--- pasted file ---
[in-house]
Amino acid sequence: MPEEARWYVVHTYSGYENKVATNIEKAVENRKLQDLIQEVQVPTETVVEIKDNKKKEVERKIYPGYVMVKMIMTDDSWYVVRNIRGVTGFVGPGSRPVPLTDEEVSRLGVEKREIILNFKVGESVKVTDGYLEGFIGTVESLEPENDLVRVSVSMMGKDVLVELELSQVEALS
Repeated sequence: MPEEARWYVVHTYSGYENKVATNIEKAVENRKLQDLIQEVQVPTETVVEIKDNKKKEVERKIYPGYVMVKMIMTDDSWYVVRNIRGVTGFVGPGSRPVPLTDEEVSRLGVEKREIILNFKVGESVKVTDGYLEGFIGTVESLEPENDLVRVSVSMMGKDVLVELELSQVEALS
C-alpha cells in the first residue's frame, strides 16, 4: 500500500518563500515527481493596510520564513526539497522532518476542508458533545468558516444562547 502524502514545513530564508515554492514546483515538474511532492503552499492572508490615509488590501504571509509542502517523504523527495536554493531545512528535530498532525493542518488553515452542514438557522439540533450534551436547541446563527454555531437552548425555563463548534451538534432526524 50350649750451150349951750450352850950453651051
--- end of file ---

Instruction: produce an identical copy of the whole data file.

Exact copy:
[in-house]
Amino acid sequence: MPEEARWYVVHTYSGYENKVATNIEKAVENRKLQDLIQEVQVPTETVVEIKDNKKKEVERKIYPGYVMVKMIMTDDSWYVVRNIRGVTGFVGPGSRPVPLTDEEVSRLGVEKREIILNFKVGESVKVTDGYLEGFIGTVESLEPENDLVRVSVSMMGKDVLVELELSQVEALS
Repeated sequence: MPEEARWYVVHTYSGYENKVATNIEKAVENRKLQDLIQEVQVPTETVVEIKDNKKKEVERKIYPGYVMVKMIMTDDSWYVVRNIRGVTGFVGPGSRPVPLTDEEVSRLGVEKREIILNFKVGESVKVTDGYLEGFIGTVESLEPENDLVRVSVSMMGKDVLVELELSQVEALS
C-alpha cells in the first residue's frame, strides 16, 4: 500500500518563500515527481493596510520564513526539497522532518476542508458533545468558516444562547 502524502514545513530564508515554492514546483515538474511532492503552499492572508490615509488590501504571509509542502517523504523527495536554493531545512528535530498532525493542518488553515452542514438557522439540533450534551436547541446563527454555531437552548425555563463548534451538534432526524 50350649750451150349951750450352850950453651051